- Most of the remaining decline in the revenue-to-GDP ratio resulted from a drop in the share in total revenue coming from corporate income taxes, which fell by 0.5 percent of GDP from 2000 to 2004, and a drop in the share coming from the payroll taxes that finance Social Security and Medicare, which declined by 0.4 percent of GDP over that period.
Im Unterpunkt “The Bush Tax Cuts: How big are the cuts?” erfahren wir: “By any measure, the Bush tax cuts have been extraordinarily expensive. The congressional Joint Committee on Taxation calculated a score, or revenue change, for each of the seven major tax cut bills passed during the Bush administration: their combined cost sums to over $2.0 trillion from 2001-17. Extending these tax cuts into the future would carry a similar cost: the Congressional Budget Office (CBO) recently estimated the cost of extending them through 2017 at $1.9 trillion, not counting the costs of debt service, and not counting the cost of indexing the alternative minimum tax (AMT) to inflation to prevent it from undoing much of the cuts.
- In January 2001, at the start of the Bush administration, CBO projected a fiscal surplus of $5.6 trillion spanning fiscal 2002-11. Today, with over half of those fiscal years completed, the budget is on track to have a deficit of $2.1 trillion for the fiscal period 2002-11, for a total deterioration of $7.7 trillion. This drastic reversal is due to a combination of factors including higher government spending and changes in economic conditions, as well as the tax cuts. CBO estimates indicate that about one-third of the fiscal reversal is directly due to the tax cuts.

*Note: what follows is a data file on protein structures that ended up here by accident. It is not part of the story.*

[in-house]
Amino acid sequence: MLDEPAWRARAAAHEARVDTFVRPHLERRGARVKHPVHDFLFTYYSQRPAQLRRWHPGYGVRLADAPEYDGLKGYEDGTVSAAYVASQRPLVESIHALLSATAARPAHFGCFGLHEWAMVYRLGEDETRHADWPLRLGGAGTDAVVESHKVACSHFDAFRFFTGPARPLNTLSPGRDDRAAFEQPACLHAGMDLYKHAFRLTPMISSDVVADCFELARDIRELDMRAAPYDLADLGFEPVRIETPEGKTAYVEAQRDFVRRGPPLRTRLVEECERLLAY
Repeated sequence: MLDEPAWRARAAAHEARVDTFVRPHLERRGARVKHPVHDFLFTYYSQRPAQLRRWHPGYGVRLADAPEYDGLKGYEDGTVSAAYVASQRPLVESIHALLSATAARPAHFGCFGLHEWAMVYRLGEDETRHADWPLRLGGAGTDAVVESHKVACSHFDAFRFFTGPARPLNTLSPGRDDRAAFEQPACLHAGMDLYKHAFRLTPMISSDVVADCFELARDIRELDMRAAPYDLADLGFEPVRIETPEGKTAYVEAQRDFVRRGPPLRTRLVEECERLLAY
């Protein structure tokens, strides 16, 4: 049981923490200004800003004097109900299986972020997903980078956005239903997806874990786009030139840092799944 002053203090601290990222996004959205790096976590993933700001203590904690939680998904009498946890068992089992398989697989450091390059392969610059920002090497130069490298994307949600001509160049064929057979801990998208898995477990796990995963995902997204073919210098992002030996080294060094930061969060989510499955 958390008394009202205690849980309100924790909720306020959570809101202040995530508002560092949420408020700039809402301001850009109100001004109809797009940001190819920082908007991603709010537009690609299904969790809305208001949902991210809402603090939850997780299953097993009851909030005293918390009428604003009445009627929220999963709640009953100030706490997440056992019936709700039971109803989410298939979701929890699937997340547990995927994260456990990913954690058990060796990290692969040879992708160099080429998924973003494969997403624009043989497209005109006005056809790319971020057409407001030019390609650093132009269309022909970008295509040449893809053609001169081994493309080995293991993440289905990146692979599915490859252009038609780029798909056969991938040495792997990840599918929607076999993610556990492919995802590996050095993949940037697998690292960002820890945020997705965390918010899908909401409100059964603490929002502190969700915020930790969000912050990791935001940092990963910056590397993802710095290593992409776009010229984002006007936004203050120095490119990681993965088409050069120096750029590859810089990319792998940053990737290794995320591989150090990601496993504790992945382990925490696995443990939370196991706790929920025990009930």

- If tax cuts are not accompanied by spending cuts, as has been the case during the Bush administration, they will lead to high interest payments on the increased national debt. CBO estimates that the cost of extending the President’s tax cuts through 2017 increases by $340 billion if the cost of extra interest payments is included.
- The future treatment of the AMT has an impact on (“interacts with”) the projected cost of extending the Bush tax cuts. Under current law the AMT will revert to pre-2001 levels in 2007 and afterward; given that the AMT is not indexed to inflation, this means it will ensnare many more taxpayers than before, and as a consequence will take back much of tax cuts. CBO estimates that if the AMT were kept at its 2006 level, the cost of extending the Bush tax cuts through 2017 would increase by $470 billion, plus an additional $70 billion in extra debt service costs.
- If one takes into account the direct effects of the tax cuts, extra interest payments, and the extra “interaction” cost of reforming the AMT while extending the Bush tax cuts, the combined cost of extending the tax cuts through 2017 adds up to $2.8 trillion.
Noch deutlicher äussert sich die Organisation “Citizens for Tax Justice” zu den “Bush tax cuts“. Seht euch hierzu den Eintrag auf der Website von “Citizens for Tax Justice” mit dem Titel “The Bush Tax Cuts After Ten Years” an.
Über “Citizens for Tax Justice” erfahren wir im entsprechenden Wikipedia-Artikel: “Citizens for Tax Justice(founded in 1979) is an American non-profit advocacy (lobbying) think tank based in Washington, DC. CTJ’s work focuses primarily on federal tax policy. Its stated mission is to “give ordinary people a greater voice in the development of tax laws.” CTJ’s goals include: “fair taxes for middle and low-income families; requiring the wealthy to pay their fair share; closing corporate tax loopholes; adequately funding important government services; reducing the federal debt; [and promoting] taxation that minimizes distortion of economic markets.”
CTJ is generally considered to be a left-wing organization, but its research has also been cited by Republican politicians (including President Ronald Reagan)and right-wing tax reform organizations when favorable to their policies”.